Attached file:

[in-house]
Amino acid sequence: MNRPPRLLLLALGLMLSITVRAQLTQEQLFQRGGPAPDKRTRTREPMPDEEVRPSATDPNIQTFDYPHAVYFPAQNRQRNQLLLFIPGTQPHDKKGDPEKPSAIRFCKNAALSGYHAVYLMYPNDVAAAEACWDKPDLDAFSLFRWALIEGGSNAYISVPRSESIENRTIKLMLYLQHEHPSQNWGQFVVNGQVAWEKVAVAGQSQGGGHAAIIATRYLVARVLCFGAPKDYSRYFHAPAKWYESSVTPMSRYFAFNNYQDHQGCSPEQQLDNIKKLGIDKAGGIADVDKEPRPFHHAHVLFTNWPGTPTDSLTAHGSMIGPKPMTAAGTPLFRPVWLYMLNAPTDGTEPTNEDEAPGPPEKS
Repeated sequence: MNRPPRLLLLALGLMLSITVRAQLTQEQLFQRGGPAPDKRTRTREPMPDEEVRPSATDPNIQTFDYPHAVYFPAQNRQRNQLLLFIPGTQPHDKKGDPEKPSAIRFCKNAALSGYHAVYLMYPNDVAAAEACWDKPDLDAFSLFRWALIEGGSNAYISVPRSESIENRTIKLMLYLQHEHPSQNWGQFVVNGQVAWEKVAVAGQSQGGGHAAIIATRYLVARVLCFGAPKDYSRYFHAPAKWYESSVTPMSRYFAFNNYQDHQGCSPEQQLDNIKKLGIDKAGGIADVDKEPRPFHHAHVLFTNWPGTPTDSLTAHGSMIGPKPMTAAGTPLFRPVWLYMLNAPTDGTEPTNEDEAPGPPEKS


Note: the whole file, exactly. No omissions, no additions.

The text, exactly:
[in-house]
Amino acid sequence: MNRPPRLLLLALGLMLSITVRAQLTQEQLFQRGGPAPDKRTRTREPMPDEEVRPSATDPNIQTFDYPHAVYFPAQNRQRNQLLLFIPGTQPHDKKGDPEKPSAIRFCKNAALSGYHAVYLMYPNDVAAAEACWDKPDLDAFSLFRWALIEGGSNAYISVPRSESIENRTIKLMLYLQHEHPSQNWGQFVVNGQVAWEKVAVAGQSQGGGHAAIIATRYLVARVLCFGAPKDYSRYFHAPAKWYESSVTPMSRYFAFNNYQDHQGCSPEQQLDNIKKLGIDKAGGIADVDKEPRPFHHAHVLFTNWPGTPTDSLTAHGSMIGPKPMTAAGTPLFRPVWLYMLNAPTDGTEPTNEDEAPGPPEKS
Repeated sequence: MNRPPRLLLLALGLMLSITVRAQLTQEQLFQRGGPAPDKRTRTREPMPDEEVRPSATDPNIQTFDYPHAVYFPAQNRQRNQLLLFIPGTQPHDKKGDPEKPSAIRFCKNAALSGYHAVYLMYPNDVAAAEACWDKPDLDAFSLFRWALIEGGSNAYISVPRSESIENRTIKLMLYLQHEHPSQNWGQFVVNGQVAWEKVAVAGQSQGGGHAAIIATRYLVARVLCFGAPKDYSRYFHAPAKWYESSVTPMSRYFAFNNYQDHQGCSPEQQLDNIKKLGIDKAGGIADVDKEPRPFHHAHVLFTNWPGTPTDSLTAHGSMIGPKPMTAAGTPLFRPVWLYMLNAPTDGTEPTNEDEAPGPPEKS